Alfred A. Knopf: 310 pp., $25.95
With “C,” Tom McCarthy has written an avant-garde masterpiece — a sprawling cryptogram — in the guise of an epic, coming-of-age period piece. The novel (which is on this year’s Man Booker Prize shortlist announced this week) chronicles the life of Serge Carrefax, starting with his birth on the English country estate of Versoie, where his father runs a school for deaf children. We follow him through a healing-water treatment for melancholia, architecture studies in London, his service as an airborne radio operator in World War I, his drug-addled return from the front and, finally, on a civil-service mission to Egypt, where he is bitten by an insect and dies. To offer plot summary, however, is like saying Pynchon’s “The Crying of Lot 49" is just a book about a woman interested in the postal system.
Fascinated by communications technology, the adolescent Serge becomes a wireless radio operator: “The static’s like the sound of thinking.” Meanwhile, his older sister Sophie — with whom he has an uncomfortably sexual relationship — displays budding scientific acumen. On the wall of her homegrown lab, “texts, charts and diagrams are growing, spreading,” criss-crossed by a complex geometry of lines and arrows, as if tracing an encrypted message. As the reader moves deeper into the novel, it seems more and more like Sophie’s wall. At his sister’s funeral, Serge has a sense of “things being unresolved or, more precisely, undivulged. The charts, the lines, the letter-clusters … and, beyond these, or perhaps behind them, the vague, hovering bodies and muffled signals he’s been half-seeing and -hearing at the dial’s far end … these, he’s more and more convinced, mean something and are issuing from somewhere.…"
Like Serge, we think we’re seeing veiled revelations in the text; like Sophie, we begin to draw lines and arrows.
Communication is constantly thwarted, sometimes on purpose, as in the spy-riddled Babel of post-colonial Egypt, but often by accident. People mishear words, leading to rhyming wordplay, which models the associative thinking that is the key to understanding this novel. The reverberations of the name Versoie, for instance, are mind-boggling: Versailles, the Sun King, the Egyptian Sun God Ra, radium, periodic table, Verey gun, vers/towards, ver/see, soie/silk, veils — all of which matter. And this is just one word.
“C” just doesn’t behave like a typical coming-of-age story. Although Sophie’s death prompts the lifelong and inarticulate mourning buried at the heart of the novel, Serge also doesn’t respond in emotionally familiar ways — to his sister’s death, to the war, to women — moving through life with an Asperger’s-like detachment akin to the narrator’s of Jean-Philippe Toussaint’s experimental novel “The Bathroom.” He’s flummoxed by classical perspective in painting and soothed by the world flattening-out beneath his airplane. He goes to Egypt as a “détaché" and admires an Egyptian stele for its “flatness.” A research assistant explains that it is “the autobiography of one of the people buried in the complex … his life, the characters in it, the world around them.… Here the scribe has put himself in, in the bottom corner. See that figure writing?” In this, as in so much else, McCarthy’s book argues that the novel need not remain shackled to the realist imperative of a rounded self engaged in “feeling": The novel should explore alternative paths like those laid down by Toussaint, Joyce and Robbe-Grillet.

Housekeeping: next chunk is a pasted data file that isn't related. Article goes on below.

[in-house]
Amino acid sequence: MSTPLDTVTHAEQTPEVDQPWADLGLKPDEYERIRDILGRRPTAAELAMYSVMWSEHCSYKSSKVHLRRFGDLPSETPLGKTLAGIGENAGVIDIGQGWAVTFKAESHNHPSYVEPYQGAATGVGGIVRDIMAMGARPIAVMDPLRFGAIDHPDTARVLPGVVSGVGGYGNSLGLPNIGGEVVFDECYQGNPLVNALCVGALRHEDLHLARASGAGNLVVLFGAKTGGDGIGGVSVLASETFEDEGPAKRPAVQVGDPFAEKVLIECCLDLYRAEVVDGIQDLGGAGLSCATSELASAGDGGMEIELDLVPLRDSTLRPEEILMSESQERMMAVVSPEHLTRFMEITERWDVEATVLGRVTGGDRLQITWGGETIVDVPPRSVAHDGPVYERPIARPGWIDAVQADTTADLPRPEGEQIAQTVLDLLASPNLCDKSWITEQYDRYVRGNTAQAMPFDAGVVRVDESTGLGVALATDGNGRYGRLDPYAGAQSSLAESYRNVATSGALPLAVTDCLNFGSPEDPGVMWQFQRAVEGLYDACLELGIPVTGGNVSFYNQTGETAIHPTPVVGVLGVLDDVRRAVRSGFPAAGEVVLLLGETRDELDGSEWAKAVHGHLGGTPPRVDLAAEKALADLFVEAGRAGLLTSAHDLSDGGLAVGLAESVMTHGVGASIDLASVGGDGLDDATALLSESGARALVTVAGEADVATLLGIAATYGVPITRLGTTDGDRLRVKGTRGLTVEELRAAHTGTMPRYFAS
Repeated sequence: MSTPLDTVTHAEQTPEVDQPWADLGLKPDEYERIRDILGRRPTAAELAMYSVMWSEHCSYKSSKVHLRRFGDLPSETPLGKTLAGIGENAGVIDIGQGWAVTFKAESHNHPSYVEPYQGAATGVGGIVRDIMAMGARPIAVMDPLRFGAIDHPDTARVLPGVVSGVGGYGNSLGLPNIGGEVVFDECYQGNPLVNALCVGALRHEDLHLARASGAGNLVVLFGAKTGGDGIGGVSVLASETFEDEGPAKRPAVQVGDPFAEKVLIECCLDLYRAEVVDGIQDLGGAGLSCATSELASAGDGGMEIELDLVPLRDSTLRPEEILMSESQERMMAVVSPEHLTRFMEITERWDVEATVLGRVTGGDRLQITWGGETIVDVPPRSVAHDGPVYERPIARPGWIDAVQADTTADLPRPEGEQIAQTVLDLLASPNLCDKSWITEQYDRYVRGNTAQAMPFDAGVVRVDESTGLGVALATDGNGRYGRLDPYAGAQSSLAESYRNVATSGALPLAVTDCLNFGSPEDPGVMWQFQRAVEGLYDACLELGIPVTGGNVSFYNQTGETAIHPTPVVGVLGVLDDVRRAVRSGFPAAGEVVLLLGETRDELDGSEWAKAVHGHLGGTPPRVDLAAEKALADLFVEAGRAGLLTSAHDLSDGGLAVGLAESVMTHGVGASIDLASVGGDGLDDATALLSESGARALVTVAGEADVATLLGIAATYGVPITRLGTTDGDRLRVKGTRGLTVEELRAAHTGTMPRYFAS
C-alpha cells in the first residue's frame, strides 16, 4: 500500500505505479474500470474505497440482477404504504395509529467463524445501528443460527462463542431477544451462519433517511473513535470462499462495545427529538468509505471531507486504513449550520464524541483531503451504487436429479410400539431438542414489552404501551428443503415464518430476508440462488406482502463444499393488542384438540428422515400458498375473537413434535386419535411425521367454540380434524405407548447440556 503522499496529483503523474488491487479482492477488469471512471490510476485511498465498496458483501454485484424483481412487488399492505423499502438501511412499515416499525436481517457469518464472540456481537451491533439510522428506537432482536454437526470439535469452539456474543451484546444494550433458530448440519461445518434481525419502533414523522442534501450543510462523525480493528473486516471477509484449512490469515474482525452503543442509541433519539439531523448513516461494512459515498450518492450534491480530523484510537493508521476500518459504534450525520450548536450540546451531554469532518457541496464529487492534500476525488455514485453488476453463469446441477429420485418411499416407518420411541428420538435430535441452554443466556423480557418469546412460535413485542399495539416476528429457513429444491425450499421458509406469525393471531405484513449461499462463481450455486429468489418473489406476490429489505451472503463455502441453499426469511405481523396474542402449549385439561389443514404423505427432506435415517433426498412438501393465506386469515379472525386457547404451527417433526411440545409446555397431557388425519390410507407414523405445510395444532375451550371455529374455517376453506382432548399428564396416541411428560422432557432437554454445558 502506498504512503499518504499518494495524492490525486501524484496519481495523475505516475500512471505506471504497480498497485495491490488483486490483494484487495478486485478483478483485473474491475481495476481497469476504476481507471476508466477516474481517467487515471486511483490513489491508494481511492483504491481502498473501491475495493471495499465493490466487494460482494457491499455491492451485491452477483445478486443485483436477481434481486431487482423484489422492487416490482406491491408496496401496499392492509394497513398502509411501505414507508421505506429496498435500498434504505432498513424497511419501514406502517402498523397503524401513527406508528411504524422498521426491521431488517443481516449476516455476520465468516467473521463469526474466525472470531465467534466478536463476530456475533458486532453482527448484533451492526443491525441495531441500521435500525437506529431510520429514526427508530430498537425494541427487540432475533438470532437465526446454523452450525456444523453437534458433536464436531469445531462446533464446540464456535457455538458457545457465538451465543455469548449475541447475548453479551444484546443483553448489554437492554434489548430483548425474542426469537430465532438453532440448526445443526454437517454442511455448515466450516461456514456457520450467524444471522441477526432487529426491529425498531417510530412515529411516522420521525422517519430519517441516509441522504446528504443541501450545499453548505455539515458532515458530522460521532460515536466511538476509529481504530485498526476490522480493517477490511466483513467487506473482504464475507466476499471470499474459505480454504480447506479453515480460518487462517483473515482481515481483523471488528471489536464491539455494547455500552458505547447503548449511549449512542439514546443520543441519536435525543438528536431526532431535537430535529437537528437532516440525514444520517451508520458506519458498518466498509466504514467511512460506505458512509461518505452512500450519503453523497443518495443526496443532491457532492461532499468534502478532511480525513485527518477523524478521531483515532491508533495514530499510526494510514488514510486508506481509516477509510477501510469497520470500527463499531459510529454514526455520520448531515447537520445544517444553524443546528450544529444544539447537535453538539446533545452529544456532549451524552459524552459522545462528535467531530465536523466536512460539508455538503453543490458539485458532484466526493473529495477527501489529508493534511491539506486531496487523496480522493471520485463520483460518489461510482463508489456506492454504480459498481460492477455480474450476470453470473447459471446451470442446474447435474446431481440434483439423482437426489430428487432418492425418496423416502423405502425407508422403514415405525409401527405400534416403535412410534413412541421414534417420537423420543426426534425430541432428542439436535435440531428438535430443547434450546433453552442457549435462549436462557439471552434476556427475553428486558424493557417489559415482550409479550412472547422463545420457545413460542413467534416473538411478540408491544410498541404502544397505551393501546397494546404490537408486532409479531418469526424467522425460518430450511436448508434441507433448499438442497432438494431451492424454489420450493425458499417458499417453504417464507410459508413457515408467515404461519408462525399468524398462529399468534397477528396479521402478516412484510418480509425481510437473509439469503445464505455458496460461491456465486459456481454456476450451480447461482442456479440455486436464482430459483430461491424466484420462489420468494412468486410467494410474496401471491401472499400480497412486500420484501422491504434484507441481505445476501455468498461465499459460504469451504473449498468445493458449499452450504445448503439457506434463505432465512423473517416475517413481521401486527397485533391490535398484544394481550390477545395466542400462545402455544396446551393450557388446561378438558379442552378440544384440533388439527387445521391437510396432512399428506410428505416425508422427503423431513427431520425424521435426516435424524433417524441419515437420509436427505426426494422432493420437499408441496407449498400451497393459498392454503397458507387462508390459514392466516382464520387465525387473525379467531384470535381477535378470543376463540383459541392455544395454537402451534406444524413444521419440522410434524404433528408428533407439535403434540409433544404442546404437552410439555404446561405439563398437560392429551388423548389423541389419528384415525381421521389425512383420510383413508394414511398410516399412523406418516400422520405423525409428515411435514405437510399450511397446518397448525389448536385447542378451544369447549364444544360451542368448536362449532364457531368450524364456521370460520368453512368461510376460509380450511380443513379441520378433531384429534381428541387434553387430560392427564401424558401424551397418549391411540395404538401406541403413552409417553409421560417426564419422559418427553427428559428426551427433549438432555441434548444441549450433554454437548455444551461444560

“C” also argues for a destroying-to-create sort of writing. “The decorators — artists, scribes — had more freedom, more leeway to mix and match old texts, thereby creating new ones,” the research assistant explains. McCarthy orchestrates an almost incestuous intimacy among older texts and writers including “Oedipus Rex,” Cocteau’s “Orphée,” Nabokov’s “Ada,” the Bible, Joyce, Heidegger and Freud. The deaf children recite Chaucer and Ovid; Serge becomes obsessed with Hölderlin, firing his Verey gun in rhythmic patterns that match the poet’s syntax.
Death bizarrely excites in Serge the primal urges most associated with life. At Sophie’s funeral, he is preoccupied with an inopportune erection; in an Egyptian crypt he has sex that feels “like an orgy: as though the two of them, their bodies, had become multiplied into a mass of limbs, discarded wrappings and excreta of a thousand couplings, a thousand deaths.” According to McCarthy, death makes life — and art — beautiful, and “C” exalts the materialism of both life and art over false promises of transcendence.
Perhaps the most important associations arise from Serge’s name. The letter C — which stands for Carrefax, copper, communication, cachectic, cysteine, crypt, cryptogram, Cypriot, Cairo, communion, Christ, canopic, Comintern, Corona, Cupid, the final “call” — is also the symbol for carbon, the chemical basis of life (not to mention that graphite — from the Greek, “to write” — is a common allotrope of carbon). In Egypt, Serge discovers an endless maze of crypts: Death is endless at the birthplace of human civilization, history repeats itself (copy, CC, carbonisé, carbon). Soon after, he falls ill and experiences his own material nature with fantastic clarity:
“He’s merging with the void: seared, shot through, carbonisé, he’s become the sea of ink, the distance between planets, the space across which signals travel. Like time itself, he’s flattening, turning into carbon paper: the black smear between the sheets, the surface through which things repeat, CC themselves, but that will itself always remain black, and blank.”
“C” is coming-of-age as philosophy, philosophy as fiction, fiction as “dummy-chamber” (“the real thing’s beyond”) — the novel as encrypted code for life.
Crist is reviews editor at the Believer and the author of the forthcoming book “Everything After.”